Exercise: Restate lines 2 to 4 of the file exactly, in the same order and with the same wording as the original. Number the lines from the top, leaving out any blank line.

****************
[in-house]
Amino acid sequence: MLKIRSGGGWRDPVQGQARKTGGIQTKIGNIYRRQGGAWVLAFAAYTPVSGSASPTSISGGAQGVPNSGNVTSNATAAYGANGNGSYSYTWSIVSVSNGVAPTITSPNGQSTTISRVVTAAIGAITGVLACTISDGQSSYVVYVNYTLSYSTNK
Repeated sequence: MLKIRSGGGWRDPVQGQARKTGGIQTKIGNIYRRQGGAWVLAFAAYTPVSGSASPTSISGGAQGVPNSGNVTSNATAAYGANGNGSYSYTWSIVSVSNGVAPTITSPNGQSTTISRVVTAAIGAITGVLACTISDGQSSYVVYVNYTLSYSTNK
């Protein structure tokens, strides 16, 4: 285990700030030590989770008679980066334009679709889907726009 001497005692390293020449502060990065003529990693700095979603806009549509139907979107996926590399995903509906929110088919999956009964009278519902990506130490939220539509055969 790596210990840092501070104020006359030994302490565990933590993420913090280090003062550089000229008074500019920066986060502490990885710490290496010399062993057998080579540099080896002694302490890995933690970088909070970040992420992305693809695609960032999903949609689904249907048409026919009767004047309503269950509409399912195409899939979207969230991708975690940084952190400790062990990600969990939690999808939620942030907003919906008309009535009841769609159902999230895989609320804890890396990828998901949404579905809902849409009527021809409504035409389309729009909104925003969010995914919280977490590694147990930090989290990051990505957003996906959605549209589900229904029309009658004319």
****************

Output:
Amino acid sequence: MLKIRSGGGWRDPVQGQARKTGGIQTKIGNIYRRQGGAWVLAFAAYTPVSGSASPTSISGGAQGVPNSGNVTSNATAAYGANGNGSYSYTWSIVSVSNGVAPTITSPNGQSTTISRVVTAAIGAITGVLACTISDGQSSYVVYVNYTLSYSTNK
Repeated sequence: MLKIRSGGGWRDPVQGQARKTGGIQTKIGNIYRRQGGAWVLAFAAYTPVSGSASPTSISGGAQGVPNSGNVTSNATAAYGANGNGSYSYTWSIVSVSNGVAPTITSPNGQSTTISRVVTAAIGAITGVLACTISDGQSSYVVYVNYTLSYSTNK
């Protein structure tokens, strides 16, 4: 285990700030030590989770008679980066334009679709889907726009 001497005692390293020449502060990065003529990693700095979603806009549509139907979107996926590399995903509906929110088919999956009964009278519902990506130490939220539509055969 790596210990840092501070104020006359030994302490565990933590993420913090280090003062550089000229008074500019920066986060502490990885710490290496010399062993057998080579540099080896002694302490890995933690970088909070970040992420992305693809695609960032999903949609689904249907048409026919009767004047309503269950509409399912195409899939979207969230991708975690940084952190400790062990990600969990939690999808939620942030907003919906008309009535009841769609159902999230895989609320804890890396990828998901949404579905809902849409009527021809409504035409389309729009909104925003969010995914919280977490590694147990930090989290990051990505957003996906959605549209589900229904029309009658004319």